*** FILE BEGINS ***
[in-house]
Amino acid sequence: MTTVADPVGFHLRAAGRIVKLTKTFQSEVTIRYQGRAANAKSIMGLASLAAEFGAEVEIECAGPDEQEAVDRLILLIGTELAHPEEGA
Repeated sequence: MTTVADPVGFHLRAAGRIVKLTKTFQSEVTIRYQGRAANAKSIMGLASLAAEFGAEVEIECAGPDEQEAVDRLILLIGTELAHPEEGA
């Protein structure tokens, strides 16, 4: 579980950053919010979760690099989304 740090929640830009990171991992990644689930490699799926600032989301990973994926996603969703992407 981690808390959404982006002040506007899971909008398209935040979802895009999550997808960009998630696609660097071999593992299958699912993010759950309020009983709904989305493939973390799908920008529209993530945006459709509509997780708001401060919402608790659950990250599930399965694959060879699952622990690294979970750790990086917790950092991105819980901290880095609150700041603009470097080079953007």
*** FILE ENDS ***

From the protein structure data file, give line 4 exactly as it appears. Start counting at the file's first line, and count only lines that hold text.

């Protein structure tokens, strides 16, 4: 579980950053919010979760690099989304 740090929640830009990171991992990644689930490699799926600032989301990973994926996603969703992407 981690808390959404982006002040506007899971909008398209935040979802895009999550997808960009998630696609660097071999593992299958699912993010759950309020009983709904989305493939973390799908920008529209993530945006459709509509997780708001401060919402608790659950990250599930399965694959060879699952622990690294979970750790990086917790950092991105819980901290880095609150700041603009470097080079953007």